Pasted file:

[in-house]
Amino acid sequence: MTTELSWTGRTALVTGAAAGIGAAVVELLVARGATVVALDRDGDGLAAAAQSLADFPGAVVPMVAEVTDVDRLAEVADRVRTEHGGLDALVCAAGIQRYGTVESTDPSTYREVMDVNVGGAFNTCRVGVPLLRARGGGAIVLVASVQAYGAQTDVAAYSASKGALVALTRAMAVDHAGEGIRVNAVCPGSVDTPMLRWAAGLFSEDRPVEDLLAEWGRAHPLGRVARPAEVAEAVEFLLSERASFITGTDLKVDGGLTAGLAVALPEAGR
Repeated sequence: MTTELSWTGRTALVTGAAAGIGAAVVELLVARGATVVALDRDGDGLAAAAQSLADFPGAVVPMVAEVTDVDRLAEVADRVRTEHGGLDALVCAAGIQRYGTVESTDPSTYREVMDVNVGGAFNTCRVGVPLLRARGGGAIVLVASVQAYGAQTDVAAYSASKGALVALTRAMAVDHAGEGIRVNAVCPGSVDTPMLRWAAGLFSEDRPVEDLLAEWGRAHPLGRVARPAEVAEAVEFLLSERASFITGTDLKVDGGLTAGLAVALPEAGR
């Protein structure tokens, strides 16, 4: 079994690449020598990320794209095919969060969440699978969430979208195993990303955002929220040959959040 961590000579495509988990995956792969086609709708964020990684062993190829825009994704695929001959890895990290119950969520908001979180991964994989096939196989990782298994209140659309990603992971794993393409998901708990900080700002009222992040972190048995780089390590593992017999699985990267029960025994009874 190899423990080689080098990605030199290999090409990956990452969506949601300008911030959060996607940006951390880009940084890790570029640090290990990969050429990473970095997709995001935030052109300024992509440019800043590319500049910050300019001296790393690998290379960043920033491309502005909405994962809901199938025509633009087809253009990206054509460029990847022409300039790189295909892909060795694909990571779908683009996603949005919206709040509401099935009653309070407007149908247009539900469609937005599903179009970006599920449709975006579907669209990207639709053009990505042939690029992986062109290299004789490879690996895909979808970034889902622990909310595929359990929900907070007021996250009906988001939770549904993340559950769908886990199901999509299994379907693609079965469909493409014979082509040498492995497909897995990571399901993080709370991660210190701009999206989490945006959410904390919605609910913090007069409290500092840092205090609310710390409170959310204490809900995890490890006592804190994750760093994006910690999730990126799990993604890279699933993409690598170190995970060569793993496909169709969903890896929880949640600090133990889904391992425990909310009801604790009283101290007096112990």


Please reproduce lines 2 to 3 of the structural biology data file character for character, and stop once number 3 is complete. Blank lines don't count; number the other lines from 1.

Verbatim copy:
Amino acid sequence: MTTELSWTGRTALVTGAAAGIGAAVVELLVARGATVVALDRDGDGLAAAAQSLADFPGAVVPMVAEVTDVDRLAEVADRVRTEHGGLDALVCAAGIQRYGTVESTDPSTYREVMDVNVGGAFNTCRVGVPLLRARGGGAIVLVASVQAYGAQTDVAAYSASKGALVALTRAMAVDHAGEGIRVNAVCPGSVDTPMLRWAAGLFSEDRPVEDLLAEWGRAHPLGRVARPAEVAEAVEFLLSERASFITGTDLKVDGGLTAGLAVALPEAGR
Repeated sequence: MTTELSWTGRTALVTGAAAGIGAAVVELLVARGATVVALDRDGDGLAAAAQSLADFPGAVVPMVAEVTDVDRLAEVADRVRTEHGGLDALVCAAGIQRYGTVESTDPSTYREVMDVNVGGAFNTCRVGVPLLRARGGGAIVLVASVQAYGAQTDVAAYSASKGALVALTRAMAVDHAGEGIRVNAVCPGSVDTPMLRWAAGLFSEDRPVEDLLAEWGRAHPLGRVARPAEVAEAVEFLLSERASFITGTDLKVDGGLTAGLAVALPEAGR